Created in partnership
“31 bullets” identifies
actions that Illinoisans
can take to counter
the negative effects
of America’s gun problem
In an effort to combat gun violence, the Chicago Sun-Times has launched a new campaign on May 1 called “31 bullets” which identifies 31 specific actions Illinoisans can take to address this issue locally and nationwide. Developed in partnership with award-winning shop Ogilvy Chicago, the goal of the 31-part series is to educate Americans and inspire them to take action to counter the negative effect that these bullets create.
The first “bullet” in the “31 bullets” campaign is aimed at the discussion around guns in classrooms. In response to the Parkland, Florida shootings on Valentine’s Day, President Trump suggested arming teachers in classrooms. Since then Florida Governor Rick Scott signed into state law new gun restrictions ─ and a provision that allows teachers to arm themselves.
The Chicago Sun-Times created a short film that followed seven local Chicago educators – including a pre-school teacher and a military combat veteran – to a firearms training class. Guided by a former police officer, the teachers learn how to safely hold and shoot a gun. Watch the video below:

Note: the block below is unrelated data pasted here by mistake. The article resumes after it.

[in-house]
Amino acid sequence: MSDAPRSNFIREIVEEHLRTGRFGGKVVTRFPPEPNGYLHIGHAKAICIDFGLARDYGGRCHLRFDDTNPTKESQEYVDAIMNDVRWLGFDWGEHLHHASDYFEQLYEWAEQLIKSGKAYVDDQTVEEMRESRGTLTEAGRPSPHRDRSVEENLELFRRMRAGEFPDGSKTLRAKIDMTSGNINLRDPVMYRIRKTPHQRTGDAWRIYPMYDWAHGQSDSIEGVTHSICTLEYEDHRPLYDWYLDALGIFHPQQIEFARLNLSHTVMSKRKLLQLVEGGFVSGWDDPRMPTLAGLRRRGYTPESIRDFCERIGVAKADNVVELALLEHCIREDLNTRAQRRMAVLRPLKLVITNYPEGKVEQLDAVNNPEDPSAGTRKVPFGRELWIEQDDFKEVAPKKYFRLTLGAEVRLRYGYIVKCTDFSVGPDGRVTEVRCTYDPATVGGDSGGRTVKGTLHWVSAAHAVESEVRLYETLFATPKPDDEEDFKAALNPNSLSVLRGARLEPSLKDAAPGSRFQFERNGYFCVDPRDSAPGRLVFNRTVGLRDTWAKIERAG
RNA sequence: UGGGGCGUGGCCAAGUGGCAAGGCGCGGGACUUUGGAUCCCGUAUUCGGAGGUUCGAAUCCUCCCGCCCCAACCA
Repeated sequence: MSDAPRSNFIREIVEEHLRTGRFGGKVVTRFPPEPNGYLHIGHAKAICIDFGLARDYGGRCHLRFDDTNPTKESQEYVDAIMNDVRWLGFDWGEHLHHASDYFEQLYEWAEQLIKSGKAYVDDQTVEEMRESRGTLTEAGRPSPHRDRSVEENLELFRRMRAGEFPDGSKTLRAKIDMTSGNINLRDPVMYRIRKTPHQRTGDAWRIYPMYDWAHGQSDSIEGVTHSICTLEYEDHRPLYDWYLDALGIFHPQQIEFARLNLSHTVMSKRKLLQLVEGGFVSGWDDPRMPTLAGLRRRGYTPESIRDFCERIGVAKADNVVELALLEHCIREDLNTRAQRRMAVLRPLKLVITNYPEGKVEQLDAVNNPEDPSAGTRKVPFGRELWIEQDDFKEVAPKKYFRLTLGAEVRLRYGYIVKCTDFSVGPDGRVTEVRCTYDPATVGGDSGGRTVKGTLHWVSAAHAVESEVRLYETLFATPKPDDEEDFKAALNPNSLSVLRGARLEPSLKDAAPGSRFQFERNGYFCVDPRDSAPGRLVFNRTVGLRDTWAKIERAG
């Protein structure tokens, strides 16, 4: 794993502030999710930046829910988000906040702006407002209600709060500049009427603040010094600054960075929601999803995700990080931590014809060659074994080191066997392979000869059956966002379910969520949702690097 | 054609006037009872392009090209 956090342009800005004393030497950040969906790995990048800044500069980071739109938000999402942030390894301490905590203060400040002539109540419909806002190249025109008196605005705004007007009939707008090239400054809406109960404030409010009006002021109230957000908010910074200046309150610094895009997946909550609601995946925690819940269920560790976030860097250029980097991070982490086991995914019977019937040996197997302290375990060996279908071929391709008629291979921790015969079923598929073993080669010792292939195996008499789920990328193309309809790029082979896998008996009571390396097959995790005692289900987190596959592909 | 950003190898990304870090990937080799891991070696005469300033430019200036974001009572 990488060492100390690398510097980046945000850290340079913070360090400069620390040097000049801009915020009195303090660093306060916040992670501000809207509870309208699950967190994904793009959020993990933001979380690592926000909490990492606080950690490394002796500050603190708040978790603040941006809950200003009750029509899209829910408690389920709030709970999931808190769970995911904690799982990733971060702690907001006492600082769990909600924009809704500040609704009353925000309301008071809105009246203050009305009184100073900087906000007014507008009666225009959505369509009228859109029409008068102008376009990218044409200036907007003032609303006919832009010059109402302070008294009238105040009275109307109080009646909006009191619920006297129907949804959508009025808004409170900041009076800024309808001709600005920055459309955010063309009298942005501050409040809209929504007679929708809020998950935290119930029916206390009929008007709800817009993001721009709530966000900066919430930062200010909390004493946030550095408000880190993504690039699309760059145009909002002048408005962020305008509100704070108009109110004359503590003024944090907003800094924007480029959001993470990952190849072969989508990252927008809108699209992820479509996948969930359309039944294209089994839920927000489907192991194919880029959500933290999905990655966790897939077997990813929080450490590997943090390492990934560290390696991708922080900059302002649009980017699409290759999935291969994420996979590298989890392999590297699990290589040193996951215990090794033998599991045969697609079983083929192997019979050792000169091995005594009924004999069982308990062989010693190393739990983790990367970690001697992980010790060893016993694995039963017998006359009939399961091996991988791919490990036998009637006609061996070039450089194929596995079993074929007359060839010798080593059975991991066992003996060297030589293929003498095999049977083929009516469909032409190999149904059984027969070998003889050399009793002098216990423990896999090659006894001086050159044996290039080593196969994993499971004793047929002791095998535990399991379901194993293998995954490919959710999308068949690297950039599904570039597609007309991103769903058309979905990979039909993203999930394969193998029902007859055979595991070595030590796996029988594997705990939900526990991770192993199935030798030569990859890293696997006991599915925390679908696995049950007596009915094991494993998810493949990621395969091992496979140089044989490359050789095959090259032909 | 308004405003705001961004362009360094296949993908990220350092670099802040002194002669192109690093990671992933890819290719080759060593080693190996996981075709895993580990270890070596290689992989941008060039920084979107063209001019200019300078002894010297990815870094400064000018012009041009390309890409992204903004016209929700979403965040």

The second bullet offers readers a sad fact that 1.7 million children live in homes with loaded and unlocked firearms1. The presence of unlocked guns in the home increases the risk of unintentional gun injuries, intentional shootings, and suicides.
The remaining 30 “bullets” in the campaign will be developed with input from the public and revealed throughout the month of May here. The campaign acknowledges that there is not one, simple answer, but hopes that with more education, the public can take practical steps to help lawmakers reform state and national gun legislation.
Gun violence is a complex topic with many victims and stories. The namesake of the “31 bullets” campaign is based on the sobering fact that an estimated 10 billion bullets are sold in the United States every year – that’s 31 for every man, woman and child.
For all of our safety, let’s hope it works.
Client: Chicago Sun-Times
AGENCY: Ogilvy, Chicago
Joe Sciarrotta – Chief Creative Officer
Isaac Pagan – Creative Director/Art Director
Michael Franklin – Creative Director
Hannah Mosele – Copywriter
Taylor Carlson – Art Director
Mike Diedrich – Executive Producer
Jennifer May Rosen – Producer
McCabe Galloway – Panner
Kelsy Zemanski – Account Supervisor
Erwin Chamorro – Studio Director
Julius Dobiesz – Animator
The Bridge Co.
Colagene Emmanuel Polanco
Contact Colin Costello at email@example.com or follow him on Twitter @colincostello10.